For travel to Nathu La, pilgrims will have to travel to Gangtok first and then take the Jawaharlal Nehru highway to Nathu La. Both these roads are full of landslides of every shade and description which is why the hardships and danger will literarily travel with them as co-passengers right from the start. My first encounter with the landslide at mile post 9 on the Siliguri- Gangtok road was in 1964 and the very same landslide continues to be in the news even today. Similarly, Gangtok-Nathu La road too has a number of active landslide spots of which mile 15 has been known to be notorious for years. Nathu La is just 62 kilometres away from Gangtok with two and a half hours of travel time, but the time one might actually take is always decided not by us, but by the trinity of landslides, bumpy roads and bad weather.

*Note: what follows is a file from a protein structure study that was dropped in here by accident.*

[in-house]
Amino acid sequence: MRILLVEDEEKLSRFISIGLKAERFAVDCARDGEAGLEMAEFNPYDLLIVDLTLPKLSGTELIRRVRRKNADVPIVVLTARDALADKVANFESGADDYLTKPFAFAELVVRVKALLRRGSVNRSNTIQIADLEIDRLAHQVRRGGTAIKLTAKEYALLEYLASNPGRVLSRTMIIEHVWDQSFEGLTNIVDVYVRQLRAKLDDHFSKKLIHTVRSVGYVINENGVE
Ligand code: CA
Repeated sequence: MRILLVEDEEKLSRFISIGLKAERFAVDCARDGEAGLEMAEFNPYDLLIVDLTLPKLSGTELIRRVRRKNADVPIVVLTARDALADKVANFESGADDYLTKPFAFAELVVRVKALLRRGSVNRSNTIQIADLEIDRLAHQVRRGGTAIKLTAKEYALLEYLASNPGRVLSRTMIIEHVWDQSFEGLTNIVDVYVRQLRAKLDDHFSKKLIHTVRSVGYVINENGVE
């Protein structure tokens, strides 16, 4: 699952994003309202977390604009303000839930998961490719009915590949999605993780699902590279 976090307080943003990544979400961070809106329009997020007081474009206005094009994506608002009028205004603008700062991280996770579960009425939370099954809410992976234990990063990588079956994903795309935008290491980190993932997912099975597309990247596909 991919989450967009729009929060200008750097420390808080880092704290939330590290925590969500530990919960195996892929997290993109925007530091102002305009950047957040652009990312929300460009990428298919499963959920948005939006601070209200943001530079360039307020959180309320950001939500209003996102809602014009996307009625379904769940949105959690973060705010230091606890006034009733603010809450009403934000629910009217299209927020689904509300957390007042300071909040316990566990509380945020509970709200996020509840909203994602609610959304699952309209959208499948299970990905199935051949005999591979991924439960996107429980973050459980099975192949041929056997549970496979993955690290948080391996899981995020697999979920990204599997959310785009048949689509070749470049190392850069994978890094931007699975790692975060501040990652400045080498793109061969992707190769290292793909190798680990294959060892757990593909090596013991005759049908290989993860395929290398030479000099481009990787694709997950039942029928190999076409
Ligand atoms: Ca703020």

The history of landslides on Siliguri- Gangtok and Gangtok- Nathu La roads are as old as the roads themselves. In fact, several landslides appeared on these routes even before the roads existed and many more were added during the road construction. Not to speak of the historic times, as recently as on 30 May 2012, nearly 4000 tourists got stranded because of a landslide between Gangtok and Tsomgo Lake. It started at about 3pm and continued until 8 pm hampering the relief operations. Again, the spot was 15th mile stone. A few months later, in September 2012, a major landslide killed 4 people. In an incident, on 23 July 2014, 130 people were evacuated by the army when about two dozen vehicles on the Nathula –Changu road got caught in the landslides between the 15th mile and the 17th mile. The area is prone to the added threat of earthquake induced landslide because of the high seismicity of the area. The Sikkim earthquake of 18 September 2011 of magnitude of 6.8 had its epicentre only 68 kilometres northeast of Gangtok, and it was felt in the region.